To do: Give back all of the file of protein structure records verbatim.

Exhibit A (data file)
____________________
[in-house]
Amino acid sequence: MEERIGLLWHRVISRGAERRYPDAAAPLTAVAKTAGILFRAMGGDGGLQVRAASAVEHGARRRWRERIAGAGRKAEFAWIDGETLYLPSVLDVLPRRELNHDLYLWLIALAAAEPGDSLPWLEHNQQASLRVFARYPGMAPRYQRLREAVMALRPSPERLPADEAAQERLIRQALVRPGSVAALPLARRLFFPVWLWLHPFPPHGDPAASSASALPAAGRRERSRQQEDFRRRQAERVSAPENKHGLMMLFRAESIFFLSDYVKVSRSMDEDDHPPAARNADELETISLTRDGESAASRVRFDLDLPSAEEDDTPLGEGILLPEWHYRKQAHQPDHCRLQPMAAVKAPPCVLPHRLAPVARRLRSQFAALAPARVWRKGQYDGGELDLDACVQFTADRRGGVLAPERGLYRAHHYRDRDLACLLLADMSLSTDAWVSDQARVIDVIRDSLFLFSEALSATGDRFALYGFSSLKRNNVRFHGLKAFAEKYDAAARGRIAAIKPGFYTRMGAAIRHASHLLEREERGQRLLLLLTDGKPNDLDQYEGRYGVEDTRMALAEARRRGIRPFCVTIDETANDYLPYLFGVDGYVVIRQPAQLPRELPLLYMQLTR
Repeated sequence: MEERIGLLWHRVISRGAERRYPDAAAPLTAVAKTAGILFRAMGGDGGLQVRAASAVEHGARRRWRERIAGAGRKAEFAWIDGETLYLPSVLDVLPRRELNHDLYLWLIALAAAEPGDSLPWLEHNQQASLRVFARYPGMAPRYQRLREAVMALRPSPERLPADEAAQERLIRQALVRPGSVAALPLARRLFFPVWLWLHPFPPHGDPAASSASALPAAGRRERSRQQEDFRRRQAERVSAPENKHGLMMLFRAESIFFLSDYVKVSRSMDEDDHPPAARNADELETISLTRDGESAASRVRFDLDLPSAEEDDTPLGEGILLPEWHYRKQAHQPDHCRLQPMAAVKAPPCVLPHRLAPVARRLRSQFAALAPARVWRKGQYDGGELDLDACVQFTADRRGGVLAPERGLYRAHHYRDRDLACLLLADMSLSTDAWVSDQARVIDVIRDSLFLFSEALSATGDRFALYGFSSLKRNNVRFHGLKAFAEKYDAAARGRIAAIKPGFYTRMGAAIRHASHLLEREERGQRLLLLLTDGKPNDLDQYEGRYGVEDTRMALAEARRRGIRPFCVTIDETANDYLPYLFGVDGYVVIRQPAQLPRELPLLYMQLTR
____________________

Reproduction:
[in-house]
Amino acid sequence: MEERIGLLWHRVISRGAERRYPDAAAPLTAVAKTAGILFRAMGGDGGLQVRAASAVEHGARRRWRERIAGAGRKAEFAWIDGETLYLPSVLDVLPRRELNHDLYLWLIALAAAEPGDSLPWLEHNQQASLRVFARYPGMAPRYQRLREAVMALRPSPERLPADEAAQERLIRQALVRPGSVAALPLARRLFFPVWLWLHPFPPHGDPAASSASALPAAGRRERSRQQEDFRRRQAERVSAPENKHGLMMLFRAESIFFLSDYVKVSRSMDEDDHPPAARNADELETISLTRDGESAASRVRFDLDLPSAEEDDTPLGEGILLPEWHYRKQAHQPDHCRLQPMAAVKAPPCVLPHRLAPVARRLRSQFAALAPARVWRKGQYDGGELDLDACVQFTADRRGGVLAPERGLYRAHHYRDRDLACLLLADMSLSTDAWVSDQARVIDVIRDSLFLFSEALSATGDRFALYGFSSLKRNNVRFHGLKAFAEKYDAAARGRIAAIKPGFYTRMGAAIRHASHLLEREERGQRLLLLLTDGKPNDLDQYEGRYGVEDTRMALAEARRRGIRPFCVTIDETANDYLPYLFGVDGYVVIRQPAQLPRELPLLYMQLTR
Repeated sequence: MEERIGLLWHRVISRGAERRYPDAAAPLTAVAKTAGILFRAMGGDGGLQVRAASAVEHGARRRWRERIAGAGRKAEFAWIDGETLYLPSVLDVLPRRELNHDLYLWLIALAAAEPGDSLPWLEHNQQASLRVFARYPGMAPRYQRLREAVMALRPSPERLPADEAAQERLIRQALVRPGSVAALPLARRLFFPVWLWLHPFPPHGDPAASSASALPAAGRRERSRQQEDFRRRQAERVSAPENKHGLMMLFRAESIFFLSDYVKVSRSMDEDDHPPAARNADELETISLTRDGESAASRVRFDLDLPSAEEDDTPLGEGILLPEWHYRKQAHQPDHCRLQPMAAVKAPPCVLPHRLAPVARRLRSQFAALAPARVWRKGQYDGGELDLDACVQFTADRRGGVLAPERGLYRAHHYRDRDLACLLLADMSLSTDAWVSDQARVIDVIRDSLFLFSEALSATGDRFALYGFSSLKRNNVRFHGLKAFAEKYDAAARGRIAAIKPGFYTRMGAAIRHASHLLEREERGQRLLLLLTDGKPNDLDQYEGRYGVEDTRMALAEARRRGIRPFCVTIDETANDYLPYLFGVDGYVVIRQPAQLPRELPLLYMQLTR